Disease-Specific Alterations in the Enteric Virome in Inflammatory Bowel Disease, Norman J, Handley S, et al, Cell 160, 1–14, 2015
http://www.cell.com/abstract/S0092-8674(15)00003-3 (It has a picture that describes its findings)
There has been a great deal of interest and research into the field of the microbiota in IBD in recent years, often discussed in this blog. However, this research has largely been about the bacteria that make up the contents of the gut in health and disease, and there has been little work on viruses. Viruses are extremely small compared to bacteria. Viruses in the intestine can broadly be divided as viruses in their own right (like classical viral infections that humans can get) or viral contents of bacteria (called “bacteriophages”). Like bacteria, the normal viral contents of individual guts (the “virome”) appear to differ greatly between people, but the significance of this in IBD is unknown.
This study looked at the virome of IBD patients, their household members (ie looking for whether who you lived with affected the viruses that you have), and other controls. This was done in 3 different populations; Chicago, Los Angeles, Boston (all USA) and Cambridge (UK). The initial results showed that the bacteriophages (the viruses that live inside bacteria) were the most abundant. This was previously known in healthy people, but there also appeared to be differences in IBD patients. Specifically, there was an increase in the richness of the Caudovirales species of virus (a bacteriophage) in IBD compared to household members without IBD; specific types of this virus were common depending on the diagnosis (UC or CD), and the physical location.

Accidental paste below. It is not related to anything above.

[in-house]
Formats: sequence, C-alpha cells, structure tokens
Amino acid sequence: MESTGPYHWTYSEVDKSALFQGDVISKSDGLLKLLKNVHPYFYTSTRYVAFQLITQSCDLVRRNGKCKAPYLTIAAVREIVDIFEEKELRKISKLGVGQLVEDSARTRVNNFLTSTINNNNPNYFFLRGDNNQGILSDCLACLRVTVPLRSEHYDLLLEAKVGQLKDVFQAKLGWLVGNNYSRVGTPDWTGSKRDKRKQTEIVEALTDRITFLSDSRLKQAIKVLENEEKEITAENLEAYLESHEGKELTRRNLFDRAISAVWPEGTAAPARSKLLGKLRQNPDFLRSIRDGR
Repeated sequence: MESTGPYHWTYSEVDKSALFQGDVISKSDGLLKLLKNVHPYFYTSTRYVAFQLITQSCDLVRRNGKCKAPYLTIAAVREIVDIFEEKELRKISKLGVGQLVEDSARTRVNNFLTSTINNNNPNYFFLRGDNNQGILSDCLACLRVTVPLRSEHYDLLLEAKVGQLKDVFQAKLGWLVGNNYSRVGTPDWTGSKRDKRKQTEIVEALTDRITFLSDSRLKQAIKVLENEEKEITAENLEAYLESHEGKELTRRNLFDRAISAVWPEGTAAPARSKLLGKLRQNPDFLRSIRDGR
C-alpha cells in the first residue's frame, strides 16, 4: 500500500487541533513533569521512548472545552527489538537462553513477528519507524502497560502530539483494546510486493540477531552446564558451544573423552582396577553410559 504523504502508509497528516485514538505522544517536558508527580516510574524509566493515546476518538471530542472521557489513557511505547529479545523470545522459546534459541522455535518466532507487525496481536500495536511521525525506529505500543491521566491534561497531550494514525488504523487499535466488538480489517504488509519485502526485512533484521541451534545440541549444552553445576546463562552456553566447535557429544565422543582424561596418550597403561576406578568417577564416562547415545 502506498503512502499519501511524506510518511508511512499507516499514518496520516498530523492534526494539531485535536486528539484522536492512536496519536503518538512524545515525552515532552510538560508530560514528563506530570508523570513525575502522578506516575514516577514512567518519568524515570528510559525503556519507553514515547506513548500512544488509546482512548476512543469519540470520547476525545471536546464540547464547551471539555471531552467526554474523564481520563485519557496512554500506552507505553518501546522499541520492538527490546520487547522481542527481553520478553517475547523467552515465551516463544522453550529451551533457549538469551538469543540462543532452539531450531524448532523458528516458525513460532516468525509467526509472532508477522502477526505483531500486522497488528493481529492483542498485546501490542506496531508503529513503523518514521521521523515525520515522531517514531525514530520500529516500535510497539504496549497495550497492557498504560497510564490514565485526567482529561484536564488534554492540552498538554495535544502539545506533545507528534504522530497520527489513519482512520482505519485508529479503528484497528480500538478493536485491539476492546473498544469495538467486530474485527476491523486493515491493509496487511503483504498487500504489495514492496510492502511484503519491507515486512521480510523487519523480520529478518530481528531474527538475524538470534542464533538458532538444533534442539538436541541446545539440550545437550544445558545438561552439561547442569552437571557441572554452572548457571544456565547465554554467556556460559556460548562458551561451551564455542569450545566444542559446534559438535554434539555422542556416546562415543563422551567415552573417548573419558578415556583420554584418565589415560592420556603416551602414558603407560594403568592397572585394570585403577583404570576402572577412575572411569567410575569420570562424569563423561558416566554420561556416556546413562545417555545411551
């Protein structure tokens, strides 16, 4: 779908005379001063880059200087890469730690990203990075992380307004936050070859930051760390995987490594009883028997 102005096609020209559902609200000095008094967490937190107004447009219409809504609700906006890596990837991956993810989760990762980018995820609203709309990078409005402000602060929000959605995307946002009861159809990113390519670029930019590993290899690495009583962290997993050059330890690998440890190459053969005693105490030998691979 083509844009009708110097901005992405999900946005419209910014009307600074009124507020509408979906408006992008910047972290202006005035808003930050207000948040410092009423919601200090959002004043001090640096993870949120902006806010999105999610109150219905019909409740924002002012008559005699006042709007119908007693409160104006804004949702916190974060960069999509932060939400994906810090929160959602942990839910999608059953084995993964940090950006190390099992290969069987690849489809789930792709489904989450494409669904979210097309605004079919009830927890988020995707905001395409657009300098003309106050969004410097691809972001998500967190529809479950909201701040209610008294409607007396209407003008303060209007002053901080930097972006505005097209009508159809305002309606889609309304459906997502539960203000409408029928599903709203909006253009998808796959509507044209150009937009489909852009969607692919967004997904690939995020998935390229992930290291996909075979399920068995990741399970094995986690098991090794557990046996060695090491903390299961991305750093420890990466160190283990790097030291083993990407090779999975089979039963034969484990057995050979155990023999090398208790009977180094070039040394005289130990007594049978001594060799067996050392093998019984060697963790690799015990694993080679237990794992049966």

The authors speculate considerably on the significance of their findings. They suggest that viruses that affect the gut bacteria may have importance consequences for the interaction between the gut contents and the body’s immune system (especially in IBD). They also comment on the very large difficulties in studying this area, as it is extremely difficult to isolate these viruses, and many of them are very poorly understood. Therefore this study, and others, may be missing or wrongly characterising many of the viruses in the gut simply because they are still unknown.
Overall I think this is an interesting study that raises a new issue of complexity in understanding the microbiota. With new technologies to study these viruses in greater detail this may be an area to watch.